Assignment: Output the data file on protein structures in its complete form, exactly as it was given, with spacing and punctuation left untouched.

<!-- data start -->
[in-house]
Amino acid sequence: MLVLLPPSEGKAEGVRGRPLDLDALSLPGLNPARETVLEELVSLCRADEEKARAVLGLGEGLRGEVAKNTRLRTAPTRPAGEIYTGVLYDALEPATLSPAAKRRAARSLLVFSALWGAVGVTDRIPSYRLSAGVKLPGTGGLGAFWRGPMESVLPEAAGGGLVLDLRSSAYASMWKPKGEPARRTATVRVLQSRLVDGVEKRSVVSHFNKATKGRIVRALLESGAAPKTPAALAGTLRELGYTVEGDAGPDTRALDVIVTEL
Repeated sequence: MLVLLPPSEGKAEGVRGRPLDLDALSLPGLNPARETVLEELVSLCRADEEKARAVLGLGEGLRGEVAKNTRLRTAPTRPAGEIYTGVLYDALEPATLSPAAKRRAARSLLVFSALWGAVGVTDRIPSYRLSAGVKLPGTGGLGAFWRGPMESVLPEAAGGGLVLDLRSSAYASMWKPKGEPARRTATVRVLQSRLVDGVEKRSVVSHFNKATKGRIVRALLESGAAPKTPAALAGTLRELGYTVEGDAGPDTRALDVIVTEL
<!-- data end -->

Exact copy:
[in-house]
Amino acid sequence: MLVLLPPSEGKAEGVRGRPLDLDALSLPGLNPARETVLEELVSLCRADEEKARAVLGLGEGLRGEVAKNTRLRTAPTRPAGEIYTGVLYDALEPATLSPAAKRRAARSLLVFSALWGAVGVTDRIPSYRLSAGVKLPGTGGLGAFWRGPMESVLPEAAGGGLVLDLRSSAYASMWKPKGEPARRTATVRVLQSRLVDGVEKRSVVSHFNKATKGRIVRALLESGAAPKTPAALAGTLRELGYTVEGDAGPDTRALDVIVTEL
Repeated sequence: MLVLLPPSEGKAEGVRGRPLDLDALSLPGLNPARETVLEELVSLCRADEEKARAVLGLGEGLRGEVAKNTRLRTAPTRPAGEIYTGVLYDALEPATLSPAAKRRAARSLLVFSALWGAVGVTDRIPSYRLSAGVKLPGTGGLGAFWRGPMESVLPEAAGGGLVLDLRSSAYASMWKPKGEPARRTATVRVLQSRLVDGVEKRSVVSHFNKATKGRIVRALLESGAAPKTPAALAGTLRELGYTVEGDAGPDTRALDVIVTEL